I dig rock & roll music
And I love to get the chance to play. (and sing it)
I figure it's about the happiest sound
Goin' down today.
The message may not move me
Or mean a great deal to me
But hey! it feels so groovy to say:
I dig the Mamas and the Papas
At "The Trip," Sunset Strip in L.A.
They got a good thing goin'
When the words don't get in the way.
And when they're really wailing,
Michelle and Cass are sailin',
Hey! they really nail me to the wall.
I dig Donovan in a dream-like,
Tripped out way.
His crystal images tell you
About a brighter day.
And when the Beatles tell you
They've got a word "love" to sell you
They mean exactly what they say.
I dig rock & roll music.
I could really get it on in that scene.
I think I could say somethin'
If you know what I mean.
But if I really say it
The radio won't play it
Unless I lay it between the lines.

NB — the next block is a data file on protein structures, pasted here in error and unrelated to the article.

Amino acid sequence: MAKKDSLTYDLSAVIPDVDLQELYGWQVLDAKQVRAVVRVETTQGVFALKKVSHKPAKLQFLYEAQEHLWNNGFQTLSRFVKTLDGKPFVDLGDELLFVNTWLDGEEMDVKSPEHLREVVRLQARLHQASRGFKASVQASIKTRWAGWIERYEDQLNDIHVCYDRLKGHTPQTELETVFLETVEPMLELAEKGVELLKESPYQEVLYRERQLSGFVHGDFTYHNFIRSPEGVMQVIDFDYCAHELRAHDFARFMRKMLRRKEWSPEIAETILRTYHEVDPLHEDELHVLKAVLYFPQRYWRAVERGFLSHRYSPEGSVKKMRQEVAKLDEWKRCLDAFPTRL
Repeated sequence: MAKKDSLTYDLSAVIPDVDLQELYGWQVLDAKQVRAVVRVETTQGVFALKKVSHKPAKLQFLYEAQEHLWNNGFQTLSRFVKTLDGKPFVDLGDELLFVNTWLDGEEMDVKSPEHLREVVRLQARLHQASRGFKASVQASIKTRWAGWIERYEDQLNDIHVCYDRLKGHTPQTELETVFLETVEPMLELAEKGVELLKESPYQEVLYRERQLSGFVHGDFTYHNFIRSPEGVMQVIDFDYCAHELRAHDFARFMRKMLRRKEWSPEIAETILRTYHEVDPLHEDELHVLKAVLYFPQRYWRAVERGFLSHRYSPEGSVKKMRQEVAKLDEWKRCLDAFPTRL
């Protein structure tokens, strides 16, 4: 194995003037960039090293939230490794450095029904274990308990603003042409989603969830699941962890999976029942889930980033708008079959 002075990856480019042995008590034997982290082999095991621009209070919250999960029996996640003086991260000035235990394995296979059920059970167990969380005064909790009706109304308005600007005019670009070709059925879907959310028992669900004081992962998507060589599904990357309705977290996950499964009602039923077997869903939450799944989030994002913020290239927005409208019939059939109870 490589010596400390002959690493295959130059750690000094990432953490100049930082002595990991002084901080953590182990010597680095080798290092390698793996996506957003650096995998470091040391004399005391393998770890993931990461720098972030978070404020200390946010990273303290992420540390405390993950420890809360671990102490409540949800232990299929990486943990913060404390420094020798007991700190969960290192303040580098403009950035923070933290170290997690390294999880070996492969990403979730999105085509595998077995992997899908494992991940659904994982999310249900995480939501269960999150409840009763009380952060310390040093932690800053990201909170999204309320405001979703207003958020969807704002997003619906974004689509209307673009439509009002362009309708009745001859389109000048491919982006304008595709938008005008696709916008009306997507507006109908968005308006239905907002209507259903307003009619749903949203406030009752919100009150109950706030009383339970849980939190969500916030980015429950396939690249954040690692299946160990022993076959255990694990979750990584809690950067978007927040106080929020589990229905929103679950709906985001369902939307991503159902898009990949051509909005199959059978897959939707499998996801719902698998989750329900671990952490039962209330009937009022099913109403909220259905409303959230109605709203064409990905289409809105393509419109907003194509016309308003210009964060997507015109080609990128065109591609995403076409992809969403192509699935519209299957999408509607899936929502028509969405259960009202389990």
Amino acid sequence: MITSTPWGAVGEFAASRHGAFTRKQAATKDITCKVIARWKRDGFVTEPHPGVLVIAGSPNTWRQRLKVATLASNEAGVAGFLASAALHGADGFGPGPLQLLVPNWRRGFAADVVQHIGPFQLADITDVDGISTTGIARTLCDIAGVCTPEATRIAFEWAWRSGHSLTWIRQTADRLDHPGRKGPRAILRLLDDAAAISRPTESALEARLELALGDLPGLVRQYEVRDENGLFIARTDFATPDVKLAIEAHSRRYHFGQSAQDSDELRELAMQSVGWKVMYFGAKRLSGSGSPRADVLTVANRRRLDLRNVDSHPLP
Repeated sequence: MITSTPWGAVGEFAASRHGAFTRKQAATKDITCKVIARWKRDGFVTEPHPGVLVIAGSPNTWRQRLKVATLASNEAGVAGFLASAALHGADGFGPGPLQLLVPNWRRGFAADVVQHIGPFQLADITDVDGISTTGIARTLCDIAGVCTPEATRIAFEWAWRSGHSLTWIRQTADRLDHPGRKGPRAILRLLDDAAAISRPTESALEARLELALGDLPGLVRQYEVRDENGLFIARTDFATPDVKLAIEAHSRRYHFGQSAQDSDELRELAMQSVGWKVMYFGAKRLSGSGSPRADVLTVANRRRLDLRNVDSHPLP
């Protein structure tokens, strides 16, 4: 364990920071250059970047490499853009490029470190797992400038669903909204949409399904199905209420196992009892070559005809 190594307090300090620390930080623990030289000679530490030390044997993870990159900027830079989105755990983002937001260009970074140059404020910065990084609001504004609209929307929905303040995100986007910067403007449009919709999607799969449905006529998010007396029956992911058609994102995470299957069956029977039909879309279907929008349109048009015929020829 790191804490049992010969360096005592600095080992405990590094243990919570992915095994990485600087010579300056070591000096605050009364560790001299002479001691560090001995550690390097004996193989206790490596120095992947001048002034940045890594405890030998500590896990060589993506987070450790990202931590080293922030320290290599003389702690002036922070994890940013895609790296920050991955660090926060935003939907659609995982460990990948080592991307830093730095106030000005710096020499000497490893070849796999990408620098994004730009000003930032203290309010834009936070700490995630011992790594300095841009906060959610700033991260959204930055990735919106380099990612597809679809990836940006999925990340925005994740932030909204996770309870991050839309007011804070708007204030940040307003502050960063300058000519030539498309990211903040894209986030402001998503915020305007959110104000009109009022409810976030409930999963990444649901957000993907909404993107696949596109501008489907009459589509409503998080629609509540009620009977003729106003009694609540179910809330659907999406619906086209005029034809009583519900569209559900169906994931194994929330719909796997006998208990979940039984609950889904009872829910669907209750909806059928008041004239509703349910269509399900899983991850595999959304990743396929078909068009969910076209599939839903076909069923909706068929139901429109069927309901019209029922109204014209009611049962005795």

Peter, Paul & Mary had enjoyed popularity during the period when folk music was the hippest genre, in the early 1960s. With the coming of the Beatles, they were eclipsed by rock and roll, and I Dig Rock and Roll Music was their first hit since 1963. It offers wry comment on the popular music of the Summer of Love. The lyrical presentation seems to say that the Mamas & the Papas are much like Peter, Paul and Mary in sound but have less to say, and that Donovan and the Beatles get by on their attitude and technological distortion. This song issued the first popular protest (to become louder in time) that psychedelic music was elaborate tissue paper covering a gift of vacuous words, if you know what I mean. Far from idolizing the "progress" of popular music, as Eric Burdon was prone to do, Peter Yarrow seems to think of the Summer of Love as a foolish lapse in taste addled by drugs. Yarrow's lyric also suggests that the lyrics may be vacuous because of censorship on the radio, so that everything has to be said indirectly anymore. (One has only to think about We Love You, a contemporary song by the Rolling Stones, to see this "criminal" indirection in action). Peter, Paul & Mary weren't done yet. They would go on to have a number one folk music hit in 1969, their rendition of John Denver's Leaving on a Jet Plane, before the group disbanded. By that time the psychedelic flower had long since faded as the hip fashion, and was no longer synonymous, as it was in the Summer of 1967, with rock & roll music.